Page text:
The scramble for acquisitions in 2006 was triggered by the need to control distribution. Katy Dowell reports
In 2006 the air buzzed with talk of acquisitions. At a rate of more than one a week brokers were falling into the hands of eager buyers with their bulging acquisition war chest.
Research by business consultancy firm JCL Hansen Young reveals that in turnover terms the top 10 acquisitions in 2006 accounted for more than £300m. Take into account the estimated 80 acquisitions made in 2006 and that figure rockets.
Why the sudden merger and acquisition activity?
"The original Cullum [Peter Cullum, chairman of Towergate] mantra of 'distribution distribution, distribution' has taken hold of the market," says JCL Hansen Young consultant Douglas Young.
"Being in control of the distribution chain has driven consolidation through the market."
Cullum has built the king of the consolidators in Towergate. In 2006 the broking giant made 12 acquisitions, the equivalent of more than an estimated £240m gross written premiums (GWP). But it's not all been plain sailing.
Last year's acquisition of Country Mutual Insurance Brokers (News, 4 May 2006) catapulted the company up Insurance Times' top 10 brokers chart. But a year later Towergate is fighting to have Country Mutual's previous owner, Bob Beckett, barred from approaching its clients.
So bad is the tension between Towergate and Beckett's new Bury St Edmunds- based venture, Insurance Risk Solutions, that Towergate has declared the town a key battleground for new business.
Yet in other areas Towergate has stormed ahead. The acquisition of Paymentshield at the beginning of 2007 saw it break into the mortgage broking market and declare an interest in acquiring IFA businesses. Could this be an attempt to diversify away from an insurance sector which has been exhausted by consolidation?
According to market analysts, Datamonitor, Towergate's acquisition train will not run out of steam before Cullum reaches his goal of £3bn GWP by the end of 2007. Achieving that goal will give the company a 7% share of the broking market.
As it stands, leading commercial consolidators Oval, Smart & Cook and Towergate control 8% of the market. Datamonitor predicts that leading consolidators will have 13% of the market by 2010.
Given Towergate's rapid rise it would be surprising if others failed to imitate its business model. Having strong distribution foundations is key to seeking out profitable business.
"Consolidation wasn't a 2006 phenomena," says Dave Smith, director of Zurich's broking operations. "It has been developing over the past few years – 2003, 2004 and 2005 were positioning years and 2006 was the year for realising that."
Many brokers fear that the lion's share of the sector will end up in the hands of the insurers.
"What we have here is a situation where large chunks of capacity are moving outside the UK," says Young. "It is almost a case of the French are on the march."
Young cites AXA's storm into the broking market as an example. French-owned Groupama bought out motorbike broker, Carole Nash, while Manchester based broker, Alec Finch was taken over by French broker, Verlingue.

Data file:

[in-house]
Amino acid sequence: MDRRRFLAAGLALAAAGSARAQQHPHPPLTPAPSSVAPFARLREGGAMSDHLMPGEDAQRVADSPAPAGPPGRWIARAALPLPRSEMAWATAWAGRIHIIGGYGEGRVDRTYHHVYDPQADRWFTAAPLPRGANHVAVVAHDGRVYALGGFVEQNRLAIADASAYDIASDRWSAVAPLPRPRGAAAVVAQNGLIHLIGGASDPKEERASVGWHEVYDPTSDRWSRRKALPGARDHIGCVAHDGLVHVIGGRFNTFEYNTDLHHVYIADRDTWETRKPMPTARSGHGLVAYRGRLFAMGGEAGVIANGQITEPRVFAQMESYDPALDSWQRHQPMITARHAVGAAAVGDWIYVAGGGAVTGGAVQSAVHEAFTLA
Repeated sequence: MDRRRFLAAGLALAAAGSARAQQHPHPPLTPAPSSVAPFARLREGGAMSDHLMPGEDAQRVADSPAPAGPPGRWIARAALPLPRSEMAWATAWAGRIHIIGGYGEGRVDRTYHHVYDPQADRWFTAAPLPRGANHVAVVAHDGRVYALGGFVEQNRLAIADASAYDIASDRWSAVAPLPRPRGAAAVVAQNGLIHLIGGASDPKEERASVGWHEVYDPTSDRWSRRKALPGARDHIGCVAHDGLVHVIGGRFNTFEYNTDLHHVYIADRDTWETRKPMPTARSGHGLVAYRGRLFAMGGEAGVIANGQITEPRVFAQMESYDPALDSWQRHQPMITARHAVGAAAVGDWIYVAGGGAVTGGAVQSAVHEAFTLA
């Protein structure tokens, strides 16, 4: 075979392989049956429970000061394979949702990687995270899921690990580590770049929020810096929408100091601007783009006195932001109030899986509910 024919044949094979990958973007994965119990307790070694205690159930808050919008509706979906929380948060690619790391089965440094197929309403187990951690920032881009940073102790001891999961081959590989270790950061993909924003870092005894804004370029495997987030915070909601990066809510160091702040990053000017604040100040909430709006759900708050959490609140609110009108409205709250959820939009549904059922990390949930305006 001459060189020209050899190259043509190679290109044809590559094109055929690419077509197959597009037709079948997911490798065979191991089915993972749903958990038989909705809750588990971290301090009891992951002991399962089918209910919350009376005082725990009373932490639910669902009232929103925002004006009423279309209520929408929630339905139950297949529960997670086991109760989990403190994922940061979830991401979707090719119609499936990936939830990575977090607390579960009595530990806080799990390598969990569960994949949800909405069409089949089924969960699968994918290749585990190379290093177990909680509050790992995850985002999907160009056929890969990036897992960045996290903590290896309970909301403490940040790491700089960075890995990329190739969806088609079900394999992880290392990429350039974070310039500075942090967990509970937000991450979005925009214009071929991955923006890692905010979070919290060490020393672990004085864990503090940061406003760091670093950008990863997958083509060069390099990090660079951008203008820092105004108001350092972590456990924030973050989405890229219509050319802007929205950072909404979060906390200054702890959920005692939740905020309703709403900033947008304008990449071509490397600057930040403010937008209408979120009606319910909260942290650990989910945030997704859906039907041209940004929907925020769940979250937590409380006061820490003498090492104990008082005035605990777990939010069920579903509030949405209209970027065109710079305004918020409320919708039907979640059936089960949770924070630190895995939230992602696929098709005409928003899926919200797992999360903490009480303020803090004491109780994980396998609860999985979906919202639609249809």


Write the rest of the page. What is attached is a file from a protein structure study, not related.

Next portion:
While much has been made of AXA's acquisition of Layton Blackham and Stuart Alexander, Zurich's acquisition of Endsleigh was among the largest acquisitions of 2006. With a turnover of £56m, the acquisition will significantly extend Zurich's reach into the personal lines market.
It will also put the insurer in a good position to compete with AA Insurance, Budget and Swinton.
"The acquisition of Endsleigh supports Zurich's multi distribution strategy and we are excited about the opportunities for profitable growth that this deal offers," Guy Munnoch, chief executive of Zurich UK, said at the time.
Zurich's Smith says the acquisition was right for the company because it gave the insurer access to a niche market. "There are differing strategies across the insurers in how best to expand," he comments. "For Zurich it is primarily about organic growth, but we will acquire where we think it will enhance our customer proposition."
He continues: "There is a polarisation of insurer acquirers emerging. Some are obviously looking for volume while others are hedging bets, and some are going for niche business."
Smith says broker consolidation will bring mixed fortunes for insurers. On the one hand they will benefit from "greater professionalism and consistency", but there is a "danger of concentrating too much in one area". Zurich, he says, has a policy of spreading distribution.
IAG on the map
With many insurers' motor books languishing in the face of a soft market, Insurance Australia Group's (IAG) march into the UK motor market may seem surprising. But its acquisition of Hastings Insurance Services (News, 28 Sept 2006) immediately placed it on the map in the direct insurance market. Just four months later, IAG shocked the broking sector by announcing the acquisition of Equity Group (News, 4 December, 2006).
Until its sale, Equity was listed as the second largest consolidator of 2006, with 11 deals in its portfolio.
JCL Hansen Young predicts that another top listed consolidator, Smart & Cook, will sell out to an insurer. Speculation has long surrounded the ownership of Smart & Cook. Its private equity backer, 3i, is expected to look to maximise its investment by selling at a time when the market is most profitable. Many say that time is now.
There is no sign that consolidation will slow in 2007 and 2008. However, it would be wrong to assume that high street brokers will be forced out of the sector. For those brokers willing to diversify, insurers will make space. Equally insurers will benefit from a diverse broker market which is ready to find innovative distribution channels. IT